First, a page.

Since building and renting ‘affordable homes’ is out-with the business of residential house building, these are usually transferred to a Housing Association or other Registered Social Landlord operating on a ‘not for profit’ basis. Here ‘transferred’ is the operative term since such land has little if any commercial value. In effect the house-builder has been required to give away 1/3rd of his land. But to stay in business he has to recoup the costs of this from somewhere, and that somewhere is the private house buyer.

A Hidden ‘Tax’ on Private Buyers

Creating a worked example, if the ‘cost’ of 9 house building plots is 9 x £135,000 (as indicated above), i.e. £1,215,000, this now has to be recovered from 6 plots, making the cost of them £202,500 each.

This ‘cross subsidy’ means that the private house buyer is now having to pay an extra £67,500 for the land on which her/his house stands. Put another way, the private house buyer is subsidising the ‘affordable’ social house renter.

This might be considered a hidden tax on private house ownership.

No wonder then that large numbers of young people in particular are opting to rent rather than buy.

Why ‘Affordable Homes’ are criminally unfair

Under present arrangements, the provision of such ‘Affordable Homes’ may be considered a state backed criminal injustice. Governments of all shades have allowed a major shortage of land with development permissions to drive up land cost and with it the overall cost of housing.

Cynically one might observe that in the wake of the 1989/90 property collapse which created a major crisis of home owners with ‘negative equity’, i.e. homes being worth less than the owners owed on them, Government colluded with the financiers who had provided the mortgages on these homes (and therefore faced severe losses if they were not repaid), to separate general inflation from property price inflation and create this by starving the residential development sector of planning permissions. This had the effect of pushing up land prices for such land with permissions as was available, thereby inflating the prices of new homes which uplifted values in the whole of the residential sector.

Unintended Consequences

One unintended consequence of this was to make houses unaffordable for many people, resulting in the need for further legislation to enable the provision of ‘affordable homes’. And as has been illustrated above, this has further increased prices for open market housing.

In this, house builders themselves have been, wittingly or otherwise, broadly willing pawns in the game. With mortgage lenders prepared to loan on the higher value commanded by fewer available homes, the house builders were – and still are – able to make their revised business models work so as to achieve ‘normal’ profits on lower house volumes.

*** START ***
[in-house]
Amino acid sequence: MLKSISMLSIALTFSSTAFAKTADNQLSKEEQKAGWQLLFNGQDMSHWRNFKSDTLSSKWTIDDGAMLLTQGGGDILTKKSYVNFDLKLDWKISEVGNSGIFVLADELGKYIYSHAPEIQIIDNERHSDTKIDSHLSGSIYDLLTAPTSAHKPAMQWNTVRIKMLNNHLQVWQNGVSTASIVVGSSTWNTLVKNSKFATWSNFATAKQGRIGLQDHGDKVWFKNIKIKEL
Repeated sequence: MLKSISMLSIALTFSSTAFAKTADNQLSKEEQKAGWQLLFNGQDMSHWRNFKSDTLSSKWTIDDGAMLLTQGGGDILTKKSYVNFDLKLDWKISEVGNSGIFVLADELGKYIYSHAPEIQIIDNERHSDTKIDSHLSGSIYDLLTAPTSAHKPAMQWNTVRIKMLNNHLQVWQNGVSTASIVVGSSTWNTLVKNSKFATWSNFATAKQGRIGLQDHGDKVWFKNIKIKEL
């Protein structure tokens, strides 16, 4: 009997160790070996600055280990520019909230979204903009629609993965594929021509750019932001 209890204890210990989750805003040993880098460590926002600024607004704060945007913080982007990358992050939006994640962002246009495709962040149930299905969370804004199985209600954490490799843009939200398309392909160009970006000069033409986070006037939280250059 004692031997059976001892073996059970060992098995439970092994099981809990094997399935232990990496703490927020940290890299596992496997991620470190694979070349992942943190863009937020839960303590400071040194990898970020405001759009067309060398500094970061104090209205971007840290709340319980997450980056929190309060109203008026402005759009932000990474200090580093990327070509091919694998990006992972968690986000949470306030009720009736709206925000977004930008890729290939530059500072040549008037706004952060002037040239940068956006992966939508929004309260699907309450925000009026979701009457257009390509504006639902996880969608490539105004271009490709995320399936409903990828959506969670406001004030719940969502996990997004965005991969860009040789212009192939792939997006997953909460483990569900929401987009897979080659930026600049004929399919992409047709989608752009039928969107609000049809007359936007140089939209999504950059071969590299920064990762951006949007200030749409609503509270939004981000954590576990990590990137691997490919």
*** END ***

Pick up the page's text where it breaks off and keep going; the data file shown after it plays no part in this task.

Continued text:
To correct the situation now is far less simple than reversing the trick of limiting planning permissions. If this were done on a mass scale then the value of land would come down, but in doing so it could lead to a general reduction in the gross value of the total UK market. This would impact on financiers, home owners and government. However, a gradual freeing up of the planning system to grant more permissions, especially when coupled with the dire overall shortage of homes, could stabilise prices / values at near their present level. To remove the unjust ‘Affordable Homes’ cross subsidies / taxes on private home ownership will take much longer. 


Another unintended consequence is the move to higher and higher population densities as more homes are forced onto smaller parcels of land. However, to invoke the old truism, if you think our roads, towns and cities are overcrowded now and if you think that resources are getting scarcer and more costly, “you ain’t seen nothin’ yet”!

While the future of industry, employment, movement of goods, and travel are coincident considerations, the extra factor is that of unavoidable population growth. While it is possible that this may begin to decline in the UK from around 2050, this will vary from country to country, Whatever the case, globally and in the UK the next 40 years will see more and more people competing for less and less resources.

What is Planning For?

This gives rise to another possible concern. It is predicted that, by the same date, 75% of the world’s population will be living in dense (many of them mega) cities. This is a far cry from the ‘idyllic’ settlements envisaged and promoted by Ebenezer Howard and the Garden Cities movement and raises the question ‘What is Planning For?” Having been distorted and pulled in many directions by professionals and governments of various political persuasions, maybe it is time for a root and branch re-examination of its’ purpose as part of a wider debate as to what kind of society and country we are to bequest to future generations.